The day I received the acceptance email, my husband and I were at the grocery store. I ran through the aisles looking for him—I have never been more proud of myself. We put our groceries back VERY fast and drove home to see what, if any, scholarship I had been offered. I received enough of a scholarship to be able to cover the rest with student loans (six figures of student loans, but who’s counting).
To see the rapid changes over the last few weeks has been astounding. The accommodations I had to fight for years are now the new normal.
Law school was a dream come true for me, and honestly, I had expected to get a rejection letter or no scholarship funds. The fact that I had made it “in” carried me through the next several months, where I continued to consume all I could about law school.
Then I got to school. I had never gone to a fancy college, let alone a school where a majority of the people were coming from places of pretty substantial privilege. I quickly realized I might be far out of my element.
I would have to not only earn a scholarship, but also continue working during my 1L year just to make ends meet. This meant waking up during the wee morning hours and going to bed at midnight sometimes. I was not as able as my peers to take advantage of all law school had to offer during 1L.
In order to accept my judicial externship and clinic position, I knew I would have to leave my job. I quickly found other ways I could help support myself. Currently, I work three different paid on-campus positions and one paid off-campus position. This is the norm for students who don’t have the same financial resources as their peers.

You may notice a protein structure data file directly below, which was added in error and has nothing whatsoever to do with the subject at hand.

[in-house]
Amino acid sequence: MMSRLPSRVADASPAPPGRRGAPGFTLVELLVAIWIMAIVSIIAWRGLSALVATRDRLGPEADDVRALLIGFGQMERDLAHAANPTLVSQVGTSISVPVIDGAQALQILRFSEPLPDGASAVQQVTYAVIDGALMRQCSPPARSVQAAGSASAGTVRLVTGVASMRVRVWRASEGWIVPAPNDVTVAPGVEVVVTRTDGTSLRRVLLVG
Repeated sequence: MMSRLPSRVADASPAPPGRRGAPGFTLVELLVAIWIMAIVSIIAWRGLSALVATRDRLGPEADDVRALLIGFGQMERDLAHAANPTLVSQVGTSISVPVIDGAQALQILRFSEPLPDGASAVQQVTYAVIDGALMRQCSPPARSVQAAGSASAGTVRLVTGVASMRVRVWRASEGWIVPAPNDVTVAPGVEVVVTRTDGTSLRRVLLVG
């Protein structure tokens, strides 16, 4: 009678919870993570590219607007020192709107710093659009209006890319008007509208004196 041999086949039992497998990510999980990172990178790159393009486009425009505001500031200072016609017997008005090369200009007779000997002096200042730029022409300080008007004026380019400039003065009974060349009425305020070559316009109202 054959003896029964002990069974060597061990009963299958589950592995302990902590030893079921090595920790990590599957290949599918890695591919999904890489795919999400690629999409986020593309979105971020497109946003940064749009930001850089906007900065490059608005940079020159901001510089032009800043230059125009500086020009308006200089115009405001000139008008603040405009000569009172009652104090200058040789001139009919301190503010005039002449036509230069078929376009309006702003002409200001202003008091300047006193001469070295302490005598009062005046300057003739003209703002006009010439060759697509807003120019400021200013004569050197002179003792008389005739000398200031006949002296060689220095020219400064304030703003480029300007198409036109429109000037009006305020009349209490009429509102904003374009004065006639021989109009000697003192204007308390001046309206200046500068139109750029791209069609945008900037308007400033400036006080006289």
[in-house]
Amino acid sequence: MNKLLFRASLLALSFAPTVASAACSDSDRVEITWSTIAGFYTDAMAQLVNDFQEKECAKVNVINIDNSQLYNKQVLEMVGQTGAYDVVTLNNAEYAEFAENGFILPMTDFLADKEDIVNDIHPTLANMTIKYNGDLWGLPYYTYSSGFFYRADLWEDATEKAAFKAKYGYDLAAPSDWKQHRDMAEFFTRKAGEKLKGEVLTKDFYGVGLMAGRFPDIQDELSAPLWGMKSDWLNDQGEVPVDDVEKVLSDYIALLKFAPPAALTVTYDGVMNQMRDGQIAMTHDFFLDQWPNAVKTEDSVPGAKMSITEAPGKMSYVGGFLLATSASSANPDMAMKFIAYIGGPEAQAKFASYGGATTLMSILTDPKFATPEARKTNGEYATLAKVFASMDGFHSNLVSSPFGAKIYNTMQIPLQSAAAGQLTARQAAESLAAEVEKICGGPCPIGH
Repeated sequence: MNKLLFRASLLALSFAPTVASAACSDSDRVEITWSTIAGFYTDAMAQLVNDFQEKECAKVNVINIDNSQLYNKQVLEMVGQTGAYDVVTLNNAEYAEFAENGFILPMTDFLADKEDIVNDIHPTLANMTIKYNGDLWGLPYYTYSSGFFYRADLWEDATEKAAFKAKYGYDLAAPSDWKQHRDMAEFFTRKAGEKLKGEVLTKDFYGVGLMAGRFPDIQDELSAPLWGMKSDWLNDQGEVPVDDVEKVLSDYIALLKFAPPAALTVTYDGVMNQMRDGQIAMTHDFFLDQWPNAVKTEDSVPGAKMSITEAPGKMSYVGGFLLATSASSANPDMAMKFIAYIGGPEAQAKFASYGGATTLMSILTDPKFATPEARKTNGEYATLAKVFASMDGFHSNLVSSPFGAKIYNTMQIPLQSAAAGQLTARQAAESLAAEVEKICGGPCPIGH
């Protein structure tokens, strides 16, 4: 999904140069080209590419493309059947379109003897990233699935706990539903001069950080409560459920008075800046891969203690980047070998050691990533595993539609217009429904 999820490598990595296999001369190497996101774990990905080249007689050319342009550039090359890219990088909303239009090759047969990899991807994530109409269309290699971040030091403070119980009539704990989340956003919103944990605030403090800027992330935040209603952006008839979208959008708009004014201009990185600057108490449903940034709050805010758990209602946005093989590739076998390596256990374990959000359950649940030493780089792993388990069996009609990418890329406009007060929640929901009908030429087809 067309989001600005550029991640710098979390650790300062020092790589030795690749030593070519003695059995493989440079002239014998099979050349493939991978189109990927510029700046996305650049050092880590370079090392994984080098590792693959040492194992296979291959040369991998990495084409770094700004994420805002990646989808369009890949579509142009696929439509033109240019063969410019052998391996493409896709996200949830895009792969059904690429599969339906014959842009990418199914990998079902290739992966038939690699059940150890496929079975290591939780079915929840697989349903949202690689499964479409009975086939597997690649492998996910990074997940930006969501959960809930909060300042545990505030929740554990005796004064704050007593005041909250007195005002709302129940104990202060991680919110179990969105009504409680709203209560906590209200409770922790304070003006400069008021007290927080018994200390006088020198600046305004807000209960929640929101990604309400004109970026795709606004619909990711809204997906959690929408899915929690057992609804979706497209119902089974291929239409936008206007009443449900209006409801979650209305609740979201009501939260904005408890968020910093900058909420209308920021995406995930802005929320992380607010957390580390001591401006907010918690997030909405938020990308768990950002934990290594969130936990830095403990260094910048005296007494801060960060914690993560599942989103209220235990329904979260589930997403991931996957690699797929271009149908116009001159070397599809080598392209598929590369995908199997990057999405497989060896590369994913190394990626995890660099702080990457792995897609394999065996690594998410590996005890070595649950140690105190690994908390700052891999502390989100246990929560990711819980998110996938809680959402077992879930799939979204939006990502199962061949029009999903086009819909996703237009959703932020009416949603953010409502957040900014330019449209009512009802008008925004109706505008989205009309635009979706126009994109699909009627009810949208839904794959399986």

And now, coronavirus.
Large factions of people on my campus are drawing lines in the sand about sticking with the normal curve versus going to an optional or mandatory pass/fail system. I helped organize the petition for pass/fail on my campus because I recognize this is an equity issue.
Law schools across the country love the curve—my school included. Nothing right now in law school education more starkly highlights the differences in student populations. The list of those impacted—caregivers, immunocompromised individuals, low-income students—the list is long. Why do grades matter so much to the structure of legal institutions and legal work that one term of mandatory pass/fail is somehow creating such deep divides (or rather just making them public)?
My mom has lost all her income, my dad has lost a huge portion of his, and my husband is a critical care nurse who will be working directly on a COVID-19 unit. His family is also out of work.
Did I mention that I am at home, immunocompromised, on Day 14 of being sick?
Not to mention the hours of income I was counting on have depleted rapidly—last week, I worked a mere 7.5 hours. This does not pay my bills.
But I am very lucky. For the last year and a half in law school, I have learned the tools of a legal advocate instead of a teacher advocate. The traits I sharpened as a teacher, like how to talk and empathize with people, have helped me work with juvenile clients and families who are not unlike so many of my former students. I have been able to work in delinquency and dependency law, with incarcerated youth, and as a federal judicial extern.